Success with bundled-payment contracting has proven to be a challenge for the leaders of many patient care organizations nationwide; yet it is also an area of huge opportunity for hospital and health system leaders, as they consider how and in which service line areas to move forward into value-based contracting.
And some health systems are documenting real progress in this area, and pioneering in ways that others can follow. In that regard, last month, senior executives at the Charlotte-based Premier Inc. named the Bethlehem, Pa.-based St. Luke’s University Health Network, a fully integrated, nationally recognized health network serving Pennsylvania and New Jersey, the winner of Premier’s 2020 Richard A. Norling Premier Alliance Excellence Award.
A press release published on December 7 noted that “Premier presented the annual award to St. Luke’s for exemplifying the highest level of industry innovation and advancements in delivering high-quality, cost-effective care. The St. Luke’s system – which includes 12 hospitals, more than 1,900 physicians and providers, and a regional medical school campus – leverages Premier’s performance improvement infrastructure and strategic supply chain services. In using Premier’s data, technology, supply chain services and expertise, St. Luke’s has consistently achieved top decile performance for quality and efficiency,” the press release noted. “As a member of Premier’s bundled payment collaborative, St. Luke’s has been a top performer in generating positive savings, realizing more than $1 million in savings year over year. Additionally, through its partnership with Premier, St. Luke’s is leveraging innovative predictive analytics technology to improve maternal health, prospectively identifying women at risk for pre-eclampsia, postpartum hemorrhage and pre-mature birth with a high level of accuracy.” The alliance also noted that “St. Luke’s was selected from Premier’s nationwide alliance of more than 4,100 U.S. hospitals and 200,000 other provider organizations.”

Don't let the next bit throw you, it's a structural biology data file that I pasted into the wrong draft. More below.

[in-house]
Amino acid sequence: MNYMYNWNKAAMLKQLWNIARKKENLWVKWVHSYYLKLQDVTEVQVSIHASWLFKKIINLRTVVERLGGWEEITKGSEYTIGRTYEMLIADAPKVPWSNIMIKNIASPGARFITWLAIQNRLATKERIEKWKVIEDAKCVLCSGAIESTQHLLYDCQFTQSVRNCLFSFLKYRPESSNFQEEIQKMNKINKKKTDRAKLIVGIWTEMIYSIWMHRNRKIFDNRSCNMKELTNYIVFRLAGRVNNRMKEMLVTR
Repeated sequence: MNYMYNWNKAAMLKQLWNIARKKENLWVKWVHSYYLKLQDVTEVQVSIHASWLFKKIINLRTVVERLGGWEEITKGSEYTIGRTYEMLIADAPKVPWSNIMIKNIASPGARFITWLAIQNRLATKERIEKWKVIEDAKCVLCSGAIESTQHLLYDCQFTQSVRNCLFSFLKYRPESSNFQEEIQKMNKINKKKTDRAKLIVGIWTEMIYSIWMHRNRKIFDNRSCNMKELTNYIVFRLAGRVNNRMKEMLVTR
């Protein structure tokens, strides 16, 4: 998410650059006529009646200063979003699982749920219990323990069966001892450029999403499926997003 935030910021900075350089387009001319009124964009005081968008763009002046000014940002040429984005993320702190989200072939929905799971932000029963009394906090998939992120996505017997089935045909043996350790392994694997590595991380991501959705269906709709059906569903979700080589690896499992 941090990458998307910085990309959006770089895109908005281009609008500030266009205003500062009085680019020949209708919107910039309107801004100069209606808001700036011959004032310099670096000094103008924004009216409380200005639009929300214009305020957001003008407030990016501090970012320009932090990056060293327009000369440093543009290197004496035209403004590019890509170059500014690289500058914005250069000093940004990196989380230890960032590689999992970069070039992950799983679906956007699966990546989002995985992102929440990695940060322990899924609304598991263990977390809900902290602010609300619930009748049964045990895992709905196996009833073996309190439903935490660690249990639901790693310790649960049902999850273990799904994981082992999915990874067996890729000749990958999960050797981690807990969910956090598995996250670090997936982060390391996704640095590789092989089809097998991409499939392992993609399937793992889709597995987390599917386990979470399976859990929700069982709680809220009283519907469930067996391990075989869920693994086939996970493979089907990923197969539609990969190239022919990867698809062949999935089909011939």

In a statement contained in the press release, Premier CEO Susan DeVore stated that “St. Luke’s has been a leader in accelerating innovative breakthroughs that enhance the lives of the more than 80,000 patients across its communities. St. Luke’s has a deep commitment to high-quality care delivery, and its approach to teaching, research and collaboration has created new standards of care for both Premier members and the healthcare industry overall,” DeVore said. “Premier’s 34-year partnership with St. Luke’s is exceptionally valued, and we are honored to recognize them with the 2020 Premier Alliance Excellence Award.”